M-Kopa — which calls itself “the world’s leading pay-as-you-go energy provider to off-grid homes” — estimates it has saved $206-million for the 300,000 households and businesses that use its products, while giving them 34 million hours of kerosene-free lighting a month. Notably, it has also processed 5 million mobile payment transactions since it launched.
The M-Kopa IV Solar Home System includes a solar panel, control unit, low-energy LED light bulbs (one of which is a portable torch), a rechargeable radio and USB port for charging cellphones.
M-Kopa were one of the Kenyan start-ups thatPresident Barack Obamainspected when he was in Kenya for the Global Entrepreneurship Summit in Nairobi in July 2015.
Proclaiming “Africa is on the move,” Obamagave a ringing endorsement of Kenya’s vibrant tech scene, saying itsinnovative use of technology waschanging “the way Africa is doing business … that creates incredible opportunities for Africans and for the world. It means more growth and trade that creates jobs in all our countries. It’s good for all of us.”
At the same summit, Kenyan President Uhuru Kenyatta specifically mentioned andpraised the company: “M-Kopa, a new Kenyan innovation, has brought the benefits of solar lighting to hundreds of thousands of rural homes, enabling our children to study after school, relieving our mothers from the burden of fetching firewood and burning kerosene late into the night.”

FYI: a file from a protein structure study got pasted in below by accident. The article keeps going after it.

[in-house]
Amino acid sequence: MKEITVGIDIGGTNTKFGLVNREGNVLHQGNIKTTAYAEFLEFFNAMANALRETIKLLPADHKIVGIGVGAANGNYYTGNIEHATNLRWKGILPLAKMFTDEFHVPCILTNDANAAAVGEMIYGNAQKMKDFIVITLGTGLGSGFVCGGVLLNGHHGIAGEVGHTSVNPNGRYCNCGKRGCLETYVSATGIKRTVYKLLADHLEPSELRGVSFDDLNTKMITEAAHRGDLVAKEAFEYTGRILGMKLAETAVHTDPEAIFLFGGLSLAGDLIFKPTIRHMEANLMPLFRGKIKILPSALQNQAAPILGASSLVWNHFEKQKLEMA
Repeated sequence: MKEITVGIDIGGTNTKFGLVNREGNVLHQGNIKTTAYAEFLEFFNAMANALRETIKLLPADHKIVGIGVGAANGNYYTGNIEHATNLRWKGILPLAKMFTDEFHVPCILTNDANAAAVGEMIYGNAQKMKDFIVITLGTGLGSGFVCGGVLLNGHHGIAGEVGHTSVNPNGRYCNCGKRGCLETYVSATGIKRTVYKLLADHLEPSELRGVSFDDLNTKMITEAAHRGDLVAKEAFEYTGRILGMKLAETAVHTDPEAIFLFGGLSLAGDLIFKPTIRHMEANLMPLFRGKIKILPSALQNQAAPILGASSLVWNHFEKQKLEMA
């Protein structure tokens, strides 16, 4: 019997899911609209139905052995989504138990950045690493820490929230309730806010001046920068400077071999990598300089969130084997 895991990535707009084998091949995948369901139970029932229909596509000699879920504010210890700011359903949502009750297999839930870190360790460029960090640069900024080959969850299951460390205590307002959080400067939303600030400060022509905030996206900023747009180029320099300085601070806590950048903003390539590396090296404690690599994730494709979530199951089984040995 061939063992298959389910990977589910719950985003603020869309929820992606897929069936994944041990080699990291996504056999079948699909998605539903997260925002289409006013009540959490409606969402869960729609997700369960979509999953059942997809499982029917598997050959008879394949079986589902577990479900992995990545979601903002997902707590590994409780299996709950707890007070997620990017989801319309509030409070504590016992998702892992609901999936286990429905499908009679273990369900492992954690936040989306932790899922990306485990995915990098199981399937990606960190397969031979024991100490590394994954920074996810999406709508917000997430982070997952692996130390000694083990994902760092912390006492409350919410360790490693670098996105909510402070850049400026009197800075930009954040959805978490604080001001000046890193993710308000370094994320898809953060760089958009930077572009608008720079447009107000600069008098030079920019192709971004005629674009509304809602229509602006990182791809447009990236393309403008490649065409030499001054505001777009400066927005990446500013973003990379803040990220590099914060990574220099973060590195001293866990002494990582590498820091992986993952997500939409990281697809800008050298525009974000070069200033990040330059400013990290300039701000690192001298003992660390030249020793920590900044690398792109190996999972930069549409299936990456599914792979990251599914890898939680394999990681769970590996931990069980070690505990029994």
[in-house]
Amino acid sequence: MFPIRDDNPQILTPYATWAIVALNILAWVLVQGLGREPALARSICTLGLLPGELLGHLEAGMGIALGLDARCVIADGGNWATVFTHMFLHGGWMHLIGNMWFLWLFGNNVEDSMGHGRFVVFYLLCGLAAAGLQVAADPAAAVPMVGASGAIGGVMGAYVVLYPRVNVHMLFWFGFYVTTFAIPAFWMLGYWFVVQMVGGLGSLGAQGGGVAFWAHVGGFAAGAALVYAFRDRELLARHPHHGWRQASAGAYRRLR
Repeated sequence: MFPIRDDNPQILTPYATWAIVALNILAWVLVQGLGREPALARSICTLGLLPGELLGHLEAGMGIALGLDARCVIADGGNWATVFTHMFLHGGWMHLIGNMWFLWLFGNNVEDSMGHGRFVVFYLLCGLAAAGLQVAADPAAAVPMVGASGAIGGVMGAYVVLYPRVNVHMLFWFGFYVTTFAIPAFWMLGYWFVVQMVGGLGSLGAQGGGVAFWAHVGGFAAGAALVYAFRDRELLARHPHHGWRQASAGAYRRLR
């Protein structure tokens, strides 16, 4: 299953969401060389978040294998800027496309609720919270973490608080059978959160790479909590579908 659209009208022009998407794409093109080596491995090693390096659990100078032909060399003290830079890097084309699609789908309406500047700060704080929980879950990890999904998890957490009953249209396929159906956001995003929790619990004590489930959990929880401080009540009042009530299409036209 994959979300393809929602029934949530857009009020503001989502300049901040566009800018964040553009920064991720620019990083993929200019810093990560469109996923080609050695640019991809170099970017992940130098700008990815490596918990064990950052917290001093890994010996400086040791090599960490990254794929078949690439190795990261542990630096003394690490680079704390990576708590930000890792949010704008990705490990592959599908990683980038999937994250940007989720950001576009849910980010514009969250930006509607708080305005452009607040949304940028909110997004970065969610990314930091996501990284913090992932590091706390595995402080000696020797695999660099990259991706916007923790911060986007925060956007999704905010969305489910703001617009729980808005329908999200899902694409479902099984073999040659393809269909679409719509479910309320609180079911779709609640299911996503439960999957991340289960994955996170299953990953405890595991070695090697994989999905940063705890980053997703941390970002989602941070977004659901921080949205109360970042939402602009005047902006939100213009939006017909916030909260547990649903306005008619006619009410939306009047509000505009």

M-Kopa announced in December it had closed $19-million in financing led by Generation Investment Management, which was founded by former US vice president and green energy proponent Al Gore. The round included new investments by Virgin boss Sir Richard Branson and AOL founder Steve Case.
Moore says one of the challenges with doing something like M-Kopa is educating customers, not just in how to use technology, but how to understand what financing is about.
“Education is a big part,” Moore told me at M-Kopa’s Nairobi’s headquarters, in an interview forCNBC Africa. Behind him 180 call centre operators handled the 500 new customers signed up each day, and queries from existing users. “Most of our customers don’t have a billing relationship, because they are not creditworthy. So we have got to teach them how to do that [as well as] teaching them how to use a solar system — where to put the panel on the roof, not to keep it in a plastic bag because, though that might be good for longevity, it certainly is not good for power — and just getting used to all the ways these technologies work.
“We worry a lot about execution. We worry a ton about customer satisfaction and we want to build an incredible rapport with those customers, so when they have finished paying off their first solar system, they come back and say, ‘great what can I get next?’”
Kopa is the Swahili word for borrow, and M-Kopa plans to allow customers who have paid off their systems to re-mortgage them to buy more M-Kopa components, including a TV set.
Shapshak is editor ofStuff magazineand co-hosts a weekly tech show on CNBC Africa. Based in Johannesburg, hisTED talkon innovation in Africa has had more than 1.4m views.